She believes that “the Red Planet is a choice of excellence to understand planetary evolution because it is geologically less active than Earth.” Martian meteorites have given her clues and helped her propose time scales for Mars’ formation, but not knowing from which region of the planet they come from leaves a bitter bias.
“I cannot wait to look at the samples myself. Even if I have to wait a few years, the thought of having fresh pieces of Mars in the lab thrills me,” she confesses. She will finally get to know exactly where they come from.
The perfect lab
Vinciane is a researcher at the Université Libre de Bruxelles, in Belgium, and is also part of the group of European scientists recently selected to participate in the Mars 2020 mission. While the mission is piloted by NASA, she thinks that “it’s great that the European scientific expertise is recognised with such a strong partnership.”
She hopes to contribute to the team with a good overview of what could be the most suitable samples to answer questions about habitability. “Finding extraterrestrial traces of life would be an amazing discovery not only for science, but also for humankind,” she says.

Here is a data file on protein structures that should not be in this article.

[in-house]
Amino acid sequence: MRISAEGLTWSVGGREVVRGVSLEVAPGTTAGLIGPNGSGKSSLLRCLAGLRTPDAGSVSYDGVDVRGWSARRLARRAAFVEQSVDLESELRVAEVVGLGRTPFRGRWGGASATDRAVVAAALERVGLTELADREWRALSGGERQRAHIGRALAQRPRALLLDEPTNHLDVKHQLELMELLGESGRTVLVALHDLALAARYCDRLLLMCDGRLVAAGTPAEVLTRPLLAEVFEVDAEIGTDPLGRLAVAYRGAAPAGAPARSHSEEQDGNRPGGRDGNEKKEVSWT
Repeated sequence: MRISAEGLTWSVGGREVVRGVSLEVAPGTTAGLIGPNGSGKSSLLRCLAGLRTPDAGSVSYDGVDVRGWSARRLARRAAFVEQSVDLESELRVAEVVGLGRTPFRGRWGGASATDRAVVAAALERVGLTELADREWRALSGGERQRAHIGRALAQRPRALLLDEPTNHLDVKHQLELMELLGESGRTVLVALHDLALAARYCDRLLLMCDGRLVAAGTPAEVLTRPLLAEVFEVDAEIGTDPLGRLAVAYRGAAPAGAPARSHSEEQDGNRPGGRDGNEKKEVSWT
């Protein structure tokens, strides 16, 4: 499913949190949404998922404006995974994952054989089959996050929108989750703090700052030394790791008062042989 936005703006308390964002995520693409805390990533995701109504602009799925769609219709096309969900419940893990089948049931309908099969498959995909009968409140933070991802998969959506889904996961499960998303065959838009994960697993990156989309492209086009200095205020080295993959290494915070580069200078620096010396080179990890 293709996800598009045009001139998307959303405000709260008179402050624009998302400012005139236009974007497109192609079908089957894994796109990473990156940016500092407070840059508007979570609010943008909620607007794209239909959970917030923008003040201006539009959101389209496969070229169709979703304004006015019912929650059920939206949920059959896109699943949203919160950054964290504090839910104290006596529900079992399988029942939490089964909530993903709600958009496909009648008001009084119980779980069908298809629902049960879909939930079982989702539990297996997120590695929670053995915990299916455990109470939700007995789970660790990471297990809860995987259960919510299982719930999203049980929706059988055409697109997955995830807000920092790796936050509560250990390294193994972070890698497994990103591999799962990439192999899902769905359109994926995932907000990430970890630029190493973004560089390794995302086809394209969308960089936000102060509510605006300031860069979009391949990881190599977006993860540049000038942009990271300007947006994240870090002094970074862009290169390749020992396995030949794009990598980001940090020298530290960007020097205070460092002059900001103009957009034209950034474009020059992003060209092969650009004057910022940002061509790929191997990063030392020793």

There is no place like Mars to find out whether the conditions for supporting life ever existed. “Mars is the perfect laboratory to check as the environment has dramatically changed over time,” she explains.
However, the size of the samples will be limited to what can fit in small tubes and that will challenge the team to select the best sample.
From her experience curating meteorites, Vinciane knows how to strike the balance between analysis and preservation.
“Many analytical methods are destructive, so we need to be conservative and think about keeping some samples for the future,” she adds.
The more answers she can get from each sample, the happier she will be.